With one of the largest Vietnamese communities outside of Vietnam, a steaming bowl of hot Phở is never more than a block away in Berlin. But just like the Döner Kebab, the Berlin version of the South East Asian rice noodle soup has become a cheap commodity in everyday life that’s usually pretty average. With a dish stuck in mediocracy, it always takes someone special to make it unstuck.
“With a dish stuck in mediocracy, it always takes someone special to make it unstuck.”
There are not an awful many successful restaurant groups in Berlin. And there are even fewer successful restaurant empires. One of these is Duc Ngo’s great empire of Asian restaurants in Berlin. Few restaurateurs have put a bigger mark on the Berlin restaurant scene than Ngo and it would be far from an exaggeration to call him the godfather of sushi and Asian fusion cuisine as we know them and eat them in Berlin today. One my favourite restaurants in his group is a place that doesn’t serve sushi but instead honours Ngo’s culinary roots. We’re talking about the Vietnamese-French Brasserie Madame Ngo in Charlottenburg, the manifestation of Ngo’s food heritage and truly one of the most interesting Vietnamese restaurants in Berlin. And this is the story behind it.
“Few restaurateurs have put a bigger mark on the Berlin restaurant scene than Ngo”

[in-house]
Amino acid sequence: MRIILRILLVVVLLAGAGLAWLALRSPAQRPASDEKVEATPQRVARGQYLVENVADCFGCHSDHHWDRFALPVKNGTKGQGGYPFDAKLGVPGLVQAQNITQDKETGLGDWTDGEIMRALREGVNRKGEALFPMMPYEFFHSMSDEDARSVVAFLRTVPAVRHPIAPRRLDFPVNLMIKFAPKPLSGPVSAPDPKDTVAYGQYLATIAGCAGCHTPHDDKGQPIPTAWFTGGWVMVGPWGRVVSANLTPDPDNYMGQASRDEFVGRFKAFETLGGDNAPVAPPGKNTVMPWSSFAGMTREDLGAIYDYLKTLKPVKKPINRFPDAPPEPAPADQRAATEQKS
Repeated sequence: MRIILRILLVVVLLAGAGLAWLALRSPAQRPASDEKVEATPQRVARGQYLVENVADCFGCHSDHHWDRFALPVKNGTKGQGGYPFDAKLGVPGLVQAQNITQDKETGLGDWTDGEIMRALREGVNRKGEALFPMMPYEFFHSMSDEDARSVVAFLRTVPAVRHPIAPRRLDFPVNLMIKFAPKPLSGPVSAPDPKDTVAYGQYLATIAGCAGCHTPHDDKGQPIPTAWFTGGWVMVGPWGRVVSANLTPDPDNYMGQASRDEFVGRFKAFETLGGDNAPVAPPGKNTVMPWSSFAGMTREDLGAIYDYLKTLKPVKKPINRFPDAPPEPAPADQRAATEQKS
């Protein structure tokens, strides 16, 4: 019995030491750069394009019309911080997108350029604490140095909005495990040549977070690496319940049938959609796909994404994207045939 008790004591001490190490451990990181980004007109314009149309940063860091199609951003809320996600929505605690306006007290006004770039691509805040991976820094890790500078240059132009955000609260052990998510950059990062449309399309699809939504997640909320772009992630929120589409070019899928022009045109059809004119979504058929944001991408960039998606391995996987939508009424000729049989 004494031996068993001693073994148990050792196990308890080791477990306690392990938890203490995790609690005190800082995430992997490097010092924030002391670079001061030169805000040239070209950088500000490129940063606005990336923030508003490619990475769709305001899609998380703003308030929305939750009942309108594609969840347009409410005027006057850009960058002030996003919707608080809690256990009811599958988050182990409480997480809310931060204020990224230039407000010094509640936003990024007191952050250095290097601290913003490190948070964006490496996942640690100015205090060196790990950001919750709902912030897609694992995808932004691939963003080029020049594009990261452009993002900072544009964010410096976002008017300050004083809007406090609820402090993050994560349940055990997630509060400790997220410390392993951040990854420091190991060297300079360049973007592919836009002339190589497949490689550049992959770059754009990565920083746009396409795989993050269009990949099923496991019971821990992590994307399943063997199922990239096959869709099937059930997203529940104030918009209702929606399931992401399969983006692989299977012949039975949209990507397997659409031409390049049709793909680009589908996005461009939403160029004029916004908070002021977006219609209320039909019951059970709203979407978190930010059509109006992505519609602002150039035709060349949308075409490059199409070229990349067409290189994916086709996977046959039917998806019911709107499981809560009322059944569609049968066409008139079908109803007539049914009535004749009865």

Born in Hanoi, Duc Ngo came to Berlin in 1979 at the age of five in the course of an immigration wave of Chinese Boat People, a minority with Chinese roots that weren’t very welcome in Vietnam in the wake of the war. His culinary awakening came about when he started working at ‘Sushi Berlin’, Berlin’s first sushi bar that employed Japanese chefs. Young Ngo trained with these Japanese chefs and fell in love. After plenty of other work stations he laid the foundation of his restaurant empire by opening ‘Kuchi’ in 1999 on Kantstraße, a project, which essentially created a whole new restaurant vertical serving California style sushi alongside Vietnamese dishes in a fun and casual atmosphere. 18 years later every second block in Pberg and Mitte boasts a Vietnamese restaurant with that style, but Ngo started it.
He continued his successful row of openings with an unprecedented ability to predict trends, another example is the opening of Cocolo Ramen in 2005 over a decade before the ramen craze hit the city wth full force. But after ten years of immense success in East Berlin and a couple of years away from his hometown, he staged a glorious homecoming to his childhood district around Kantstraße with the opening of Madame Ngo.
“…it’s not hard to imagine this restaurants on a steaming hot street of Hanoi’s old town.”
“Madame Ngo is an hommage and love expression to my parent, my family and the country and the city of Hanoi where I was born” Duc Ngo describes his restaurant and passionately explains how the stunning Vietnamese Brasserie on Kantstraße showcases the legacy of the 100-year long era of French colonialism on Vietnamese food culture. Located in a former pharmacy on Kantstraße, right next to his very first restaurant, you should look for the massive pots of Phô simmering away in the storefront. Inside you’ll find yourself in a beautiful and magnificent restaurant space full of green plants and wooden furniture and flanked by a wall of the raw bricks of the house and it’s not hard to imagine this restaurants on a steaming hot street of Hanoi’s old town.